It is essential that when buildings reopen following the lifting of COVID-19 restrictions, that any water system is not simply put straight back into use.   During the period of shutdown it would be sensible for duty holders to formulate a recommissioning plan for each water system to allow safe start-up and assurance to users that it is safe.

Evaporative cooling systems should already have robust start-up and shut-down procedures in place and the expectation is that these will be followed.

The minimum expectation for small, simple hot and cold water systems would be flushing through with fresh mains water.  Larger buildings, those with tanks, showers, calorifiers and more complex pipework the expectation is likely to be for more extensive flushing followed by cleaning and disinfection.

Where buildings have been empty for some time and during warm weather, it is likely that some increase in bacteria levels and biofilm will occur.  These water systems may require more than a simple disinfection at 50ppm of chlorine for an hour to be successful.  The duty holder should be prepared for the need to repeat some disinfections to achieve success.

In all cases where systems are being recommissioned it is sensible to have evidence to prove/reassure that the recommissioning process has been effective.  Sampling to BS7592 should be considered for recommissioning plans to validate the effectiveness of the process.

While each individual water system is likely to need individual consideration, it will be helpful to be aware of the bigger picture with regard to demand on services.  There will be an increased demand for flushing and disinfection, sampling and other system recommissioning work.

There is potential for multiple outbreaks of Legionnaires’ disease following the COVID-19 outbreak if actions taken now are not carefully considered.  

How can a person contract Legionnaires’ disease?

Legionnaires’ disease can be contracted when contained water droplets enter a person’s lungs. People can be infected with Legionella while washing their hands, showering and bathing in a whirlpool.

Legionella can be found in many different types of water systems. All employers, building owners and landlords have a duty of care and a legal obligation to undertake a Water and Legionella Risk on all workplace buildings where there is a foreseeable risk of exposure to Legionella bacteria.

A Legionella Risk Assessment ensure properties are safe from the bacteria. To book yours now – please visit http://bit.ly/2mVz9XQ

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What are the legal requirements for GP’s regarding Legionella control?

Health and safety law require GP practices to carry out a legionella risk assessment to identify where the risk of legionella could be in their premises.  Records of risk assessments and routine monitoring tasks should be retained for inspection if requested by Care Quality Commission (CQC) or Health and Safety Executive (HSE).

Our Professional and friendly team have provided several GP surgeries, practices, private clinics and medical centres with Legionella Risk Assessments.

Want to arrange a Legionella Risk Assessment for your Medical Practice or GP surgery?

Fill out our simple call back form and one of our team will contact you to discuss your requirement and provide a quote. http://bit.ly/36k8okN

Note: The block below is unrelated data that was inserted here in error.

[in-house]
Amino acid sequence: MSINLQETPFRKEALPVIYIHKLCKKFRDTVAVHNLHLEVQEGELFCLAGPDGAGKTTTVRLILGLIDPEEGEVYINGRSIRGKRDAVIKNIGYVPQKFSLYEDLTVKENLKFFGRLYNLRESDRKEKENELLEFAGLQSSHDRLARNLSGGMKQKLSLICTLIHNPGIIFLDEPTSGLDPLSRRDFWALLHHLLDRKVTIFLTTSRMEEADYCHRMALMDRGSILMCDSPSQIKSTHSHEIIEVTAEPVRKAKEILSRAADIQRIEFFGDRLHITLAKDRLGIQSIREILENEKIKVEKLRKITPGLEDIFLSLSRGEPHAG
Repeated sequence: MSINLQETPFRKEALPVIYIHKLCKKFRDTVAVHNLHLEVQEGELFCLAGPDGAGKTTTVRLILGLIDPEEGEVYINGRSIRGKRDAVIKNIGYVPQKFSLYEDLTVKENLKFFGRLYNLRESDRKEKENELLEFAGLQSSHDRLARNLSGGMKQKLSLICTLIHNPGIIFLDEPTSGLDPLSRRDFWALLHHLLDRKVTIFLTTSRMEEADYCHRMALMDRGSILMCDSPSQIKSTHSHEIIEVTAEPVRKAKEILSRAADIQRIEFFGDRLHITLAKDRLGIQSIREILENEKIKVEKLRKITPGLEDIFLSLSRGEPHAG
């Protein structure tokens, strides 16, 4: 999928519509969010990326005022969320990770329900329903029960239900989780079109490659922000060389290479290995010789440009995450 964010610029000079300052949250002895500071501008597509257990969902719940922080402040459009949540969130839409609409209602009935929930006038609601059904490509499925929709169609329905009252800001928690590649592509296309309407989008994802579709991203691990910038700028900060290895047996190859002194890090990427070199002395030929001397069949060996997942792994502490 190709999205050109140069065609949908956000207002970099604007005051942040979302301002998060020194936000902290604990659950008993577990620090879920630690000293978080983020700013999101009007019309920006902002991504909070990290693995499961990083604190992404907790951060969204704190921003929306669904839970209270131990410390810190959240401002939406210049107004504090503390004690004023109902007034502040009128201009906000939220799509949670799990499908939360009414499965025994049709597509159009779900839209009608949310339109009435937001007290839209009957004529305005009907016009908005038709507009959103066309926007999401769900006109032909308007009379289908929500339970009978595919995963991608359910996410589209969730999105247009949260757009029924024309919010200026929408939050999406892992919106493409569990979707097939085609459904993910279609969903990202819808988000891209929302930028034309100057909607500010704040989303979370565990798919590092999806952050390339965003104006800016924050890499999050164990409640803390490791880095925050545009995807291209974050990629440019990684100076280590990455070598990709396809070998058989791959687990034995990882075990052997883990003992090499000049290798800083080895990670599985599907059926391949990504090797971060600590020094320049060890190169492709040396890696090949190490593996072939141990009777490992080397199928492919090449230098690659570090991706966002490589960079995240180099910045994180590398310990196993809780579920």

If I am not storing hot or cold water in my system, do I need to carry out a Risk Assessment?

Yes, there may be other factors within your system that increase the risks of Legionellosis, e.g. dead legs, showerheads and/or long runs of pipework containing warm water. A Legionella Risk Assessment also considers the people who could be potentially exposed to any Legionella bacteria in your system, as well as any particular groups that are at a higher risk of contracting Legionellosis’.

If you would like free no-obligation advice, feel free to drop me a LinkedIn message and I will be able to assist you.

How did Legionnaires start?

Legionnaires‘ disease acquired its name in 1976 after an outbreak of pneumonia occurred among people attending the American Legion convention at the Bellevue-Stratford Hotel in Philadelphia. Later, the bacterium causing the illness was named Legionella pneumophila.

Legionella- who is at risk

Most people catch Legionnaires‘ disease by inhaling the bacteria from water or soil. Older adults, smokers and people with weakened immune systems are particularly susceptible to Legionnaires‘ disease.

Where legionella is usually found

The bacterium Legionella pneumophila and related bacteria are common in natural water sources such as rivers, lakes and reservoirs, but usually in low numbers. They may also be found in purpose-built water systems such as cooling towers, evaporative condensers, hot and cold water systems and spa pools.

Hot Tub & Spa Pool Legionella Compliance

Spa-pool systems are a recognised source of legionnaires’ disease, primarily Legionella pneumpohila. There have been a number of outbreaks linked to spa pools in leisure centres, hotels, holiday homes, on cruise ships and on display. 

As such, if you maintain a spa pool or hot tub of any description you have a moral duty of care and in commercial organisations, a legal responsibility, to ensure these facilities comply with guidance set out by Health & Safety Executive (HSE).

If you require further assistance regarding a Legionella risk assessment or have questions relating to your responsibilities around spa-pools e.g. testing regimes etc call us now on 0808 1080 766, complete our simple call back form or Click here to email and one of our team will contact you to discuss your requirement and provide a quote.